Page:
The Royal Academy of Arts’ new exhibition marking the centenary of the Russian Revolution charts the development of art through a unique 15-year period in Russian history: following the 1917 October Revolution, fresh opportunities were opened up for a new proletarian art to be developed for the Soviet State, allowing a diverse array of work to flourish until Stalin’s violent suppression of the avant garde in 1932.
The vast exhibition encompasses over 200 works from the State Russian Museum in St Petersburg, State Tretyakov Gallery in Moscow as well as private collections, many never before seen in the UK. Films, photographs and documents are woven through the paintings, sculptures and porcelains are on display, including work by prominent artists, such as Marc Chagall’s stunning Promenade (1917-18) and Wassily Kandinsky’s Blue Crest (1917). Whole rooms are dedicated to artists like Kazimir Malevich, whose images such as Peasants (c 1930) broke conventions of modern art and presented the diminishing individuality of peasants under collective farming policies, and Kuzma Petrov-Vodkin, whose pieces such as Fantasy (1925) were quietly radical.
The displays are organised around broad themes, taking in a sweep of the contrasting pieces that reacted and interacted with the tumultuous political climate following the revolution. Salute the Leader looks at the rise of Lenin’s power, his cult status after his death and the propaganda that aimed to spread Bolshevik ideas to a largely illiterate population, captured in the domineering image of Boris Mikailovich Kustodiev’s Bolshevik (1920). Man and Machine displays the figurative paintings, film and photos of male and female “proletarian worker heroes”, whose physicality and depiction as equals with machines promoted the success of industry and technology, including Arkadii Shaiket’s photo Construction of the Moscow Telegraphic Centre (1928), as well as changing ideals of femininity as held in Alexander Deineka’s Textile Workers (1927).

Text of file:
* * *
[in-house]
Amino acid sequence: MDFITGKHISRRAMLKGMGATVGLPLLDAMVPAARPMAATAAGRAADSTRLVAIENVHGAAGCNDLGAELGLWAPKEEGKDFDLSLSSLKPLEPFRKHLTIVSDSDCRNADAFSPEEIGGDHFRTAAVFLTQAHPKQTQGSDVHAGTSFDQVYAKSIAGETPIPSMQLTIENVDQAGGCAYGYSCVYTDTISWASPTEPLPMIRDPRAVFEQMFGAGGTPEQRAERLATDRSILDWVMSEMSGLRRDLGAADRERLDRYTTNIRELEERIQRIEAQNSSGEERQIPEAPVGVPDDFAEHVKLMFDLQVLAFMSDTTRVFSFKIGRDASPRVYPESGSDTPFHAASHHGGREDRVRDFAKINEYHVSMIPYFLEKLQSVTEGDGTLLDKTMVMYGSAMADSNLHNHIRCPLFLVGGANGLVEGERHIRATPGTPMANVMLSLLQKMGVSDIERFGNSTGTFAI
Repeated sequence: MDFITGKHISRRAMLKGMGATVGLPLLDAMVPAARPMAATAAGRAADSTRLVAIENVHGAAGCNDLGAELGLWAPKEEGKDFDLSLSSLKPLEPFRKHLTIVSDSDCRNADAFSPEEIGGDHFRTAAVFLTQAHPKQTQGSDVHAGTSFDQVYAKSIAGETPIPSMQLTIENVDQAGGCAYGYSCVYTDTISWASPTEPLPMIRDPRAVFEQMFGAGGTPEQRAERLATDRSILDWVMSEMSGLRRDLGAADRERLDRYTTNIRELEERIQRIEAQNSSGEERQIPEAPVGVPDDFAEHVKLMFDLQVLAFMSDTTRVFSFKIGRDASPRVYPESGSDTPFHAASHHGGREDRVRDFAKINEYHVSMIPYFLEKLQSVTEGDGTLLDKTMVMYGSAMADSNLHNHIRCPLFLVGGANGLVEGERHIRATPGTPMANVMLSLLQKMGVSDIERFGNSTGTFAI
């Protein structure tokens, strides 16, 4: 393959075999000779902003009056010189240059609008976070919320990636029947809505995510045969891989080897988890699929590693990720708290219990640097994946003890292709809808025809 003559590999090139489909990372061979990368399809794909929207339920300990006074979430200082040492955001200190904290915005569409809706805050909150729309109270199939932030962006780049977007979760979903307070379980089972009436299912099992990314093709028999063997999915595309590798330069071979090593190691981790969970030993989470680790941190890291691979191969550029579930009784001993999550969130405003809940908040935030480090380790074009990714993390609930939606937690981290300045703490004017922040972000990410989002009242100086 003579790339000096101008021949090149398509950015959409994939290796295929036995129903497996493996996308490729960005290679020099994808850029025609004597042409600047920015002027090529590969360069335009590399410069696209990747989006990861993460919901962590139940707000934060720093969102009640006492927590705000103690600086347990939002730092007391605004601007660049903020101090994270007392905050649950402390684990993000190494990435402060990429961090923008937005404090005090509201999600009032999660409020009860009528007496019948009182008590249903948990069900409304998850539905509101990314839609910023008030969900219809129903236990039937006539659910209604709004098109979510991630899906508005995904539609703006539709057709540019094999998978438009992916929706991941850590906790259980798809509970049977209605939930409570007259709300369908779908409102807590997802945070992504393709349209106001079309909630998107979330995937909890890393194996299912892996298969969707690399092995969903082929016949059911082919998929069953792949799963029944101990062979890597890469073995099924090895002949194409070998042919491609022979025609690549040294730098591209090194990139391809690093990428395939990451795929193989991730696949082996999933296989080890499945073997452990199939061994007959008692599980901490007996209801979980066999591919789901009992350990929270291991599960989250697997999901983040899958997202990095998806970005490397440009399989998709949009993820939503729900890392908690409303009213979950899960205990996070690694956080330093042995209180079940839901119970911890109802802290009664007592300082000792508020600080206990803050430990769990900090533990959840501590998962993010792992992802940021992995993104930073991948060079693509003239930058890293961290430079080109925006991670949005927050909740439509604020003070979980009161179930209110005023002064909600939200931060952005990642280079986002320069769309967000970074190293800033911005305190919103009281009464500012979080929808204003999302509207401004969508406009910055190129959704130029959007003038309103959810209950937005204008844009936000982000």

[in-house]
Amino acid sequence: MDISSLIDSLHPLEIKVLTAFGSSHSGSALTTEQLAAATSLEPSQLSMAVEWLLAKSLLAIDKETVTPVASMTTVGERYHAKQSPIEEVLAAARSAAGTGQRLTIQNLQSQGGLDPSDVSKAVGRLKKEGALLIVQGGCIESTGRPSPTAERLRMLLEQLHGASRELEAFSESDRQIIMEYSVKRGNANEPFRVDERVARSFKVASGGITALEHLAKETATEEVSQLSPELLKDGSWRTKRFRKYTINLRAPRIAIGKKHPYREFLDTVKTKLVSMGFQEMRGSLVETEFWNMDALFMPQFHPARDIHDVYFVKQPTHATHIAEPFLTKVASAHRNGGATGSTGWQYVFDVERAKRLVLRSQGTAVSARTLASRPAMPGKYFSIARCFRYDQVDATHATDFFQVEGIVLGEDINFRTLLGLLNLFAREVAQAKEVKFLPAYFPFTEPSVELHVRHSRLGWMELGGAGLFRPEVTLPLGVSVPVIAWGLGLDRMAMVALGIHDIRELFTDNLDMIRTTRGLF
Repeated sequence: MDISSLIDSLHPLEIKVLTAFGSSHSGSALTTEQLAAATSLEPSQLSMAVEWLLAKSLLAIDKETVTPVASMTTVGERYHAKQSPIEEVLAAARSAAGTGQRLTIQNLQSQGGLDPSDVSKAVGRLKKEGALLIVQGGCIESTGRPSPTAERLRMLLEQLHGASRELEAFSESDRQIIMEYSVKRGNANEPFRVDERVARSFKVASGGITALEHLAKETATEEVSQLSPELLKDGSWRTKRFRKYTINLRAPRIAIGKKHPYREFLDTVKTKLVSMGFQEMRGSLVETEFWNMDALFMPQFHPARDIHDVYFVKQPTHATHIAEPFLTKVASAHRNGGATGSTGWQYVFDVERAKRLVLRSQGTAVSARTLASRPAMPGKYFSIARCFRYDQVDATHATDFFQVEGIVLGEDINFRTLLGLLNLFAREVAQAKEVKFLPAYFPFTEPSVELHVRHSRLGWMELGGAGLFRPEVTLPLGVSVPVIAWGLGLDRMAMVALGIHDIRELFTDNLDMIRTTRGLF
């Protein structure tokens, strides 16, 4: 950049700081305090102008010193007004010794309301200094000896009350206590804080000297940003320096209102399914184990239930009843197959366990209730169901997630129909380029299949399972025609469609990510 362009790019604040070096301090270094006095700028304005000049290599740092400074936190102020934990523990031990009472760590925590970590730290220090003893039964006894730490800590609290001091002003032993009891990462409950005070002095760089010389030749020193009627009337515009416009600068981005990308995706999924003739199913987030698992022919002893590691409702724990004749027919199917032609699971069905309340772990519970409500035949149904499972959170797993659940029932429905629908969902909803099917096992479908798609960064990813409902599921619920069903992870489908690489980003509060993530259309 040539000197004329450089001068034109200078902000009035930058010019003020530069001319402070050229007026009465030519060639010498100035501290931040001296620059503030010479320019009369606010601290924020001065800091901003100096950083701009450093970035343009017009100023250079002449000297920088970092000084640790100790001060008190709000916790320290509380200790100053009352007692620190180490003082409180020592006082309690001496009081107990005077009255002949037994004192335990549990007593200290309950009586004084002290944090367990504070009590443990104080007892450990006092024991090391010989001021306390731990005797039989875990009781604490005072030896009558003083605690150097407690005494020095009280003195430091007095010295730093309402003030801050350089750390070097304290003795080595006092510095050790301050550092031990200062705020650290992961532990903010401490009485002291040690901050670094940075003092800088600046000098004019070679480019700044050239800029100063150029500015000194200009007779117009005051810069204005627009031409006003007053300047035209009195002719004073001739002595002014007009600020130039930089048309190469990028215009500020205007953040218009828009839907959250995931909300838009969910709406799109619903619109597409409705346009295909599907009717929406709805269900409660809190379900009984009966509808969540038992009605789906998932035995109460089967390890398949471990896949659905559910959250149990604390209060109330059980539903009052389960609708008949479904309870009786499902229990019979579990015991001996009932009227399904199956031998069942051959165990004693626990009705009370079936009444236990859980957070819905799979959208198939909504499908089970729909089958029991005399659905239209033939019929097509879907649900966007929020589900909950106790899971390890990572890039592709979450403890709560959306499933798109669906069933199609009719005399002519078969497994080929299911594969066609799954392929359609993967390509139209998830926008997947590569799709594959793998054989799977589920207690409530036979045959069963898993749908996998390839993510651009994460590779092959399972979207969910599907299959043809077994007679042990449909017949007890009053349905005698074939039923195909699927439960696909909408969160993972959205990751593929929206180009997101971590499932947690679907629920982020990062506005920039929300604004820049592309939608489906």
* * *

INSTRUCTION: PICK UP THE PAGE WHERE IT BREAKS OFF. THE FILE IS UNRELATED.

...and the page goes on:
Brave New World shows the opening up of an original cultural world and Fate of the Peasants looks at how the introduction of collective farming impacted traditional rural life. Eternal Russia marks the resurgence of rose-tinted images of old Russia and the persistence of such images as part of the national identity. New City, New Society brings to life a brief seven-year period where new city lifestyles flourished under Lenin’s New Economic Policy, with posters and restaurant menus conveying Russia’s “roaring 20s”. The exhibition ends on a dark but necessary solemnity in Stalin’s “utopian vision of progress”, with stark images of sporting prowess, his grandiose public projects and an endless reel of portrait images of the individuals sent to Stalin’s Gulag, eventually shot or unable to survive the harsh conditions of the forced labour camps.
This fascinating collection uniquely brings together a whole spectrum of art, both rich in its own right as well as informative about the life and politics of a people during a tumultuous, dynamic, much-misunderstood period of Russia’s history.
By Sarah Bradbury. First published on The Upcoming on 8th February 2017.
Photos: Erol Birsen
Revolution: Russian Art 1917–1932 is at the Royal Academy of Arts from 11th February until 17th April 2017, for further information or to book visit here.